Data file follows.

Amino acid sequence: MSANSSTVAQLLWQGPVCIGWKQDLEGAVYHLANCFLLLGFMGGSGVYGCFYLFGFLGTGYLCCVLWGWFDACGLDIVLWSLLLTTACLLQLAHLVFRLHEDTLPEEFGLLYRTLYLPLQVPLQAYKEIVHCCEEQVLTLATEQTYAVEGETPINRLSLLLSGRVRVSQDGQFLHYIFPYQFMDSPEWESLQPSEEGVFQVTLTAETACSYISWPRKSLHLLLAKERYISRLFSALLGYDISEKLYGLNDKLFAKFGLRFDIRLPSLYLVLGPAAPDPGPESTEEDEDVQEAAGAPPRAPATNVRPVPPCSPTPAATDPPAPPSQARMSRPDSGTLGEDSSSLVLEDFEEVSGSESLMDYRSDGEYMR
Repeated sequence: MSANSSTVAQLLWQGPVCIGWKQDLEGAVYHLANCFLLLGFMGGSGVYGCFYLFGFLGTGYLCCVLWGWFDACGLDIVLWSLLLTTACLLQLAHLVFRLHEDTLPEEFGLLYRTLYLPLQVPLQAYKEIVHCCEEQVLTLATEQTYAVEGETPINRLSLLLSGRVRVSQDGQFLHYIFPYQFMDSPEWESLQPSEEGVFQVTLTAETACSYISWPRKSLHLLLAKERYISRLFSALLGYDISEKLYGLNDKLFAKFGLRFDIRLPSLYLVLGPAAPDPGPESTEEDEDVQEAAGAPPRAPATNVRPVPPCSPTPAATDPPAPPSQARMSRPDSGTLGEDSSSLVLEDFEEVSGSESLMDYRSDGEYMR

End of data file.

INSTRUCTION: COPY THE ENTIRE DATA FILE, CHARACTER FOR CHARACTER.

Amino acid sequence: MSANSSTVAQLLWQGPVCIGWKQDLEGAVYHLANCFLLLGFMGGSGVYGCFYLFGFLGTGYLCCVLWGWFDACGLDIVLWSLLLTTACLLQLAHLVFRLHEDTLPEEFGLLYRTLYLPLQVPLQAYKEIVHCCEEQVLTLATEQTYAVEGETPINRLSLLLSGRVRVSQDGQFLHYIFPYQFMDSPEWESLQPSEEGVFQVTLTAETACSYISWPRKSLHLLLAKERYISRLFSALLGYDISEKLYGLNDKLFAKFGLRFDIRLPSLYLVLGPAAPDPGPESTEEDEDVQEAAGAPPRAPATNVRPVPPCSPTPAATDPPAPPSQARMSRPDSGTLGEDSSSLVLEDFEEVSGSESLMDYRSDGEYMR
Repeated sequence: MSANSSTVAQLLWQGPVCIGWKQDLEGAVYHLANCFLLLGFMGGSGVYGCFYLFGFLGTGYLCCVLWGWFDACGLDIVLWSLLLTTACLLQLAHLVFRLHEDTLPEEFGLLYRTLYLPLQVPLQAYKEIVHCCEEQVLTLATEQTYAVEGETPINRLSLLLSGRVRVSQDGQFLHYIFPYQFMDSPEWESLQPSEEGVFQVTLTAETACSYISWPRKSLHLLLAKERYISRLFSALLGYDISEKLYGLNDKLFAKFGLRFDIRLPSLYLVLGPAAPDPGPESTEEDEDVQEAAGAPPRAPATNVRPVPPCSPTPAATDPPAPPSQARMSRPDSGTLGEDSSSLVLEDFEEVSGSESLMDYRSDGEYMR